Mobile money has often been hailed as a success story in Africa, with the promise of transforming economies and boosting financial inclusion. However, a closer examination reveals a more nuanced reality. In this two-part series, we explore the actual impact of mobile money in Africa and the challenges it faces in living up to its revolutionary image.

Mobile money services, introduced in African markets in the late 00s, were expected to revolutionize financial inclusion using simple and widespread technology. Safaricom’s M-Pesa, launched in 2007, gained rapid adoption in Kenya, becoming a symbol of success. However, the impact of mobile money varies across different African markets.

While M-Pesa succeeded in Kenya, Afghanistan, and Tanzania, it faced challenges in South Africa and other regions. Attempts to launch M-Pesa as a remittance service in European markets also failed. The success in Kenya was attributed to factors like poor banking penetration, minimal regulation, and Safaricom’s dominance.

Experts suggest that M-Pesa’s success story in Kenya is unique and not easily replicable in other markets. The rise of 3G technology and low-cost smartphones has allowed traditional banks to catch up with mobile money services. The exclusive dominance that operators like Safaricom once had is no longer feasible.

Russell Southwood, CEO of Balancing Act, believes that the window for replicating M-Pesa’s success is closed. The current market conditions, with leading operators having around 40% market share, make it challenging for exclusive mobile money services to thrive without interconnection with traditional banking infrastructure.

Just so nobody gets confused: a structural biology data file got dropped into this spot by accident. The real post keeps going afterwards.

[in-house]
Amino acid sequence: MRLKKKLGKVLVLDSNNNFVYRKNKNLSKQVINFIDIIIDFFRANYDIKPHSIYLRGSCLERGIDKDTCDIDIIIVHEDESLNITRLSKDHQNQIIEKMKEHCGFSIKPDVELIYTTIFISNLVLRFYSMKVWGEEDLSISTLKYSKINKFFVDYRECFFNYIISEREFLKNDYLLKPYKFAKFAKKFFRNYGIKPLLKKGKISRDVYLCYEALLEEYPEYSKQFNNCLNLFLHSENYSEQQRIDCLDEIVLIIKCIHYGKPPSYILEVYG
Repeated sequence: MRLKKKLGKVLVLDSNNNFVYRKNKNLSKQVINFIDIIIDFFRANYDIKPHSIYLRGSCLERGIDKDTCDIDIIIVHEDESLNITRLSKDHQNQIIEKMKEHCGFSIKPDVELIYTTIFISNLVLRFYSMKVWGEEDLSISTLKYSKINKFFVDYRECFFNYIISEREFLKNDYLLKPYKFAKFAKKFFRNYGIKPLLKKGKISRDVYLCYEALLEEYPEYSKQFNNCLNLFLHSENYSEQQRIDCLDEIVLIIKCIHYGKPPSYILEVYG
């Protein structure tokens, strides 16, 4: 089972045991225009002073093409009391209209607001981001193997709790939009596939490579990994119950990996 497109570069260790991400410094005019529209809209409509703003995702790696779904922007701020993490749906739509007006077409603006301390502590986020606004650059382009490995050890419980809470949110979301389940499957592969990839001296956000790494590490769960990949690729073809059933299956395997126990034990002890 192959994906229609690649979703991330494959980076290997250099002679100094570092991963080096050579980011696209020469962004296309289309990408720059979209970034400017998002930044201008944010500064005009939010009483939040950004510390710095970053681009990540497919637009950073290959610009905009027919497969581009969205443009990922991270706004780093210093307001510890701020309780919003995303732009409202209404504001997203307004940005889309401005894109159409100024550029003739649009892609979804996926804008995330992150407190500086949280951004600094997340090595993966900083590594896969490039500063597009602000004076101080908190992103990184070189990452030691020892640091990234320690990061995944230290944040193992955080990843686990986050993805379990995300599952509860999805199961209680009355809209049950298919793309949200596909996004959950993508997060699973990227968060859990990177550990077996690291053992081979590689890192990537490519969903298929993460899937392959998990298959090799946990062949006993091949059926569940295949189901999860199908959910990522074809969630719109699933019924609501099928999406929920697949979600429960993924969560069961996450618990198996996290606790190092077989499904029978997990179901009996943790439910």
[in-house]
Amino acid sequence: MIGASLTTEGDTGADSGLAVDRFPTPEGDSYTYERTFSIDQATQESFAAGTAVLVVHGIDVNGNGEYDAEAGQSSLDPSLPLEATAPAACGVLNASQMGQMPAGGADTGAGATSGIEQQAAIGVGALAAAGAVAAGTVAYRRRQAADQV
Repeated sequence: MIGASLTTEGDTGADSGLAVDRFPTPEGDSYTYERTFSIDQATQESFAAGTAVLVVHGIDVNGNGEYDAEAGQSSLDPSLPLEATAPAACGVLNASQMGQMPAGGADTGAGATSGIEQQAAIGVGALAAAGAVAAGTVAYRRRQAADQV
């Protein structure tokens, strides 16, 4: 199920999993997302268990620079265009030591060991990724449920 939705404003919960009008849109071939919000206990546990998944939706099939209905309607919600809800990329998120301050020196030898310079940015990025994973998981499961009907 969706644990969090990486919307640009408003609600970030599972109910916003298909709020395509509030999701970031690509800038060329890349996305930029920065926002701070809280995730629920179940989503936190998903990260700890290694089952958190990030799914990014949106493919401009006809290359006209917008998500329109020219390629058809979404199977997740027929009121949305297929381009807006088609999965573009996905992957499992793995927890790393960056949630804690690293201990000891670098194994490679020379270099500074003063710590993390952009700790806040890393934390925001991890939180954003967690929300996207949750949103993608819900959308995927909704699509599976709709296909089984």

The narrative of mobile money promoting financial inclusion remains a significant factor in its popularity. However, as traditional banks reclaim their territory in emerging markets, mobile money services are now more intertwined with traditional banking infrastructure. Mobile operators like MTN and Orange offer mobile money, but their success is linked to integrating with existing banking systems.

Dimitris Mavrakis from ABI suggests that the idea of connecting the unbanked has been discussed since 2010, but the addressable market is now smaller. While there are still unbanked populations, the challenge lies in convincing banks to relinquish control and allow innovative financial inclusion initiatives outside of traditional banking infrastructure.

In the second part of this series, we will delve into the practical usage of mobile money in Africa, exploring issues of trust and examining the technology’s future trajectory.

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